On Wednesday, Aug. 28, the National Energy Board (NEB) became the Canada Energy Regulator (CER). For further information please visit our Implementing the Canadian Energy Regulator Act information page
Market Snapshot: Small-Scale LNG Plants Strategically Located to Meet Emerging Domestic LNG Demand
Release date: 2015-02-24
Liquefied natural gas, or LNG, can be used to generate electricity, heat buildings, power drilling rigs, and fuel ferries and marine vehicles. A main impediment to using LNG in Canada has been the lack of liquefaction infrastructure. Without nearby plants to liquefy natural gas, LNG must be shipped via truck over long distances, increasing the cost for consumers. Recent estimates (page 1340) suggest that trucking LNG 1000 km can increase its cost by $1.88 – 3.10 per million British thermal units.
The recent and proposed construction and expansions of small-scale liquefaction facilities would decrease trucking distances for many prospective adopters of LNG as a fuel.
Small-scale Liquefaction Facilities in Canada
Figure Sources and Description
Sources: Various press releases
Description: This map shows the location of in operation and planned small-scale liquefaction facilities in Canada. In operation facilities include FortisBC's Mt Hayes Storage on Vancouver Island and Tilbury LNG on Tilbury Island near Vancouver, Ferus NGF in northwestern Alberta, Encana's Cavalier LNG east of Calgary, Union Gas' Hagar LNG near Sudbury, Ontario, and Gaz Metro's LSR plant near Montreal. Planned facilities include Ferus NGF facilities near Vancouver and Edmonton (both 2016), Altagas' plant in northeast British Columbia (2015), Northeast Midstream's facility south of Toronto (2016) and Stolt LNGaz, north of Montreal (2018).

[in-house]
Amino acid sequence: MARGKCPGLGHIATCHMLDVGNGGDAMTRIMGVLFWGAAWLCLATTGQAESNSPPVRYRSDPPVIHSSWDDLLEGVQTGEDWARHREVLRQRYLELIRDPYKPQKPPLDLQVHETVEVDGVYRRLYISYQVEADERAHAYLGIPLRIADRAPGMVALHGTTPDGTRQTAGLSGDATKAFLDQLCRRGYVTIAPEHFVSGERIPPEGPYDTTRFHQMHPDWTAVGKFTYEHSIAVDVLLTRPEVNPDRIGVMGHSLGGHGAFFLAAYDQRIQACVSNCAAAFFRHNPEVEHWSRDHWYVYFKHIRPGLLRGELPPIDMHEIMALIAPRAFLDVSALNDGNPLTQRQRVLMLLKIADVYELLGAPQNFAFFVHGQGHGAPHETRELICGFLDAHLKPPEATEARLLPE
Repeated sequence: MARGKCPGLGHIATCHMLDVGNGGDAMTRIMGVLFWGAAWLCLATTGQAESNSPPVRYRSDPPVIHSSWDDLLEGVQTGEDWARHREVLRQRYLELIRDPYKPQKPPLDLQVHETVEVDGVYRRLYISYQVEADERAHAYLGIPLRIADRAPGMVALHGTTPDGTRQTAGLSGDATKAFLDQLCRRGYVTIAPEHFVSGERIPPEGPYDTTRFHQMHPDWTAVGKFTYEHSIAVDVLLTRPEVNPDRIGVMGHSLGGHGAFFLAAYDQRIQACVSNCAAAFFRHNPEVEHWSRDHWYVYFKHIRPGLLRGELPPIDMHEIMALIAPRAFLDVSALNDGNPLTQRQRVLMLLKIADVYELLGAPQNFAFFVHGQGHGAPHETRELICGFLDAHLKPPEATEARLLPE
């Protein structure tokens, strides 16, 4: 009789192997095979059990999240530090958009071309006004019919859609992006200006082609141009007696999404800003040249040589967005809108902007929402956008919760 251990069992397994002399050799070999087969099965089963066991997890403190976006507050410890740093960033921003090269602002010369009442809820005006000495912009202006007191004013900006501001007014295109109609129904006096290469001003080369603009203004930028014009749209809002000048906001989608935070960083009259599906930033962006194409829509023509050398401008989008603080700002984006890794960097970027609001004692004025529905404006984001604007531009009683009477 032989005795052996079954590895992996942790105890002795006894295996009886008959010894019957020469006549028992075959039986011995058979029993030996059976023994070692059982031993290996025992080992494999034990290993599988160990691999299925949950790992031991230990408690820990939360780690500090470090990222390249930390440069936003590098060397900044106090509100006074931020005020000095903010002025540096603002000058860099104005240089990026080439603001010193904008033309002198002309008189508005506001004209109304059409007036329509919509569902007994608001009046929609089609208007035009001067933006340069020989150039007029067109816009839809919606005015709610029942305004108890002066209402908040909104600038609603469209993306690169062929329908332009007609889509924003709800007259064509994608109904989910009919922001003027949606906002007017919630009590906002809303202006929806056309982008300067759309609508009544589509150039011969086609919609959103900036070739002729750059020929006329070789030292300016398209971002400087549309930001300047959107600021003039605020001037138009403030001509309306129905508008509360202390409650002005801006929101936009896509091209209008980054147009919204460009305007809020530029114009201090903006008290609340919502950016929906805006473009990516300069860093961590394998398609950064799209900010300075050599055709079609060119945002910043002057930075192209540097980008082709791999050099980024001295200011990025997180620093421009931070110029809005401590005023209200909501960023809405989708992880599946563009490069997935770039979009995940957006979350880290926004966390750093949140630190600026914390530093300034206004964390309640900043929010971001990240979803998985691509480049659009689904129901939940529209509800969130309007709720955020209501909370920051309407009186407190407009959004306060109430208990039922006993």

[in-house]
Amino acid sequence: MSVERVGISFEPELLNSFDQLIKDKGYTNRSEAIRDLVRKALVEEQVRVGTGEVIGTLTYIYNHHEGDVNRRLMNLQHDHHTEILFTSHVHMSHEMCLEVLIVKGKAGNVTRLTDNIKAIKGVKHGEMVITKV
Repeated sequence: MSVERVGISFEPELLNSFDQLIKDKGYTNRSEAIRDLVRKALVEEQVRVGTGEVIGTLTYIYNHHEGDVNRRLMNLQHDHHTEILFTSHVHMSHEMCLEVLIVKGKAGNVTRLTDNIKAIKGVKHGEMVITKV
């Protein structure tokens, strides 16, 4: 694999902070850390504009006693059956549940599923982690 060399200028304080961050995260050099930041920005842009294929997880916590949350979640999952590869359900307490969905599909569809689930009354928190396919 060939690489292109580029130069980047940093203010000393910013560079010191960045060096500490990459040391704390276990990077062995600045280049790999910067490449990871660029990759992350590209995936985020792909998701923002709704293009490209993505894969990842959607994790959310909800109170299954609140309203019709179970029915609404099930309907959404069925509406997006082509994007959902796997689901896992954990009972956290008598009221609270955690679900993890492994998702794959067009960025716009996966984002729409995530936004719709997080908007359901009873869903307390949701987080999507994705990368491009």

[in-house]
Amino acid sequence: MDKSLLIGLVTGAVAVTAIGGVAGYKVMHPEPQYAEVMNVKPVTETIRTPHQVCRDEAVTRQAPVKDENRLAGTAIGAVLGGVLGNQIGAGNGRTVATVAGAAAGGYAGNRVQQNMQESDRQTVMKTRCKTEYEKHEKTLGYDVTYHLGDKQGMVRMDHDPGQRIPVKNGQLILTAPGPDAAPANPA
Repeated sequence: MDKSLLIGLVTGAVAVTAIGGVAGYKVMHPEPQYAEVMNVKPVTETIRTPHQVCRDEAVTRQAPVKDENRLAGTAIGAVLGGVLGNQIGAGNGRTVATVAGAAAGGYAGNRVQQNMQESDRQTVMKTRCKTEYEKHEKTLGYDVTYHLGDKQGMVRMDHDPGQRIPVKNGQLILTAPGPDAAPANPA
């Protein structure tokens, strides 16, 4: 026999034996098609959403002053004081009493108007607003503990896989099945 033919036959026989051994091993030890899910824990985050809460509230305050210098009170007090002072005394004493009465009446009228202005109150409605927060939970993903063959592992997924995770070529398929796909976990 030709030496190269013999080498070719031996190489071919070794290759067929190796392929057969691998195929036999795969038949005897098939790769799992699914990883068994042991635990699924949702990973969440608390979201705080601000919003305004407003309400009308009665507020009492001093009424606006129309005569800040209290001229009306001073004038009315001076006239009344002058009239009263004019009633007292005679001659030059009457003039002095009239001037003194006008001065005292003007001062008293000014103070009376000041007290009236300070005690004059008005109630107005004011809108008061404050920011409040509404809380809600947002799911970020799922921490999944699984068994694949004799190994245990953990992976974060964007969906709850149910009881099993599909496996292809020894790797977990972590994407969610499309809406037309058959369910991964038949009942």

Examples of LNG usage that will utilize these small-scale liquefaction facilities are listed below. The list is not exhaustive but provides a sampling of the various facilities.
Freight Vehicles: Canadian liquefaction facilities servicing freight vehicles are generally located near Canadian freight corridors. For example, the proposed facilities by Ferus NGF in both Edmonton and Vancouver are placed along freight corridors and will fuel ENN Canada’s LNG refueling stations in both cities, while GazMetro currently supplies five refueling stations along the 401 highway.
Remote Communities: The Dawson Creek and Elmworth facilities would provide a closer source of LNG for the Northern Territories, which are starting to use LNG to displace diesel-powered electricity generation. They are also located in the heart of the Montney natural gas formation, where LNG could be used to power drilling rigs. Gaz Metro and Stolt LNGaz are planning to ship LNG from their facilities to remote customers in northeastern Canada. FortisBC also had LNG trailer loading capabilities installed onto its Mt Hayes facility in January 2015, enabling it to service LNG demands on Vancouver Island.
Marine: Coastal facilities can be used to fuel LNG-powered ferries and marine vessels, as illustrated by FortisBC’s recent agreement to supply up to 300,000 gigajoules of LNG a year to BC Ferries for the next 10 years.
Exports: Hawaiian Electric has agreed to import LNG from FortisBC’s Tilbury Island facility for 15 years starting in 2017 and Northeast Midstream can use its planned Thorold facility to service various emerging LNG demands in the northeastern United States.
This snapshot builds on one topic covered in the Board’s recently released report Canadian Energy Dynamics: Review of 2014. The Report describes many important developments witnessed in Canadian energy markets in 2014, while providing useful information and statistics.
- Date modified: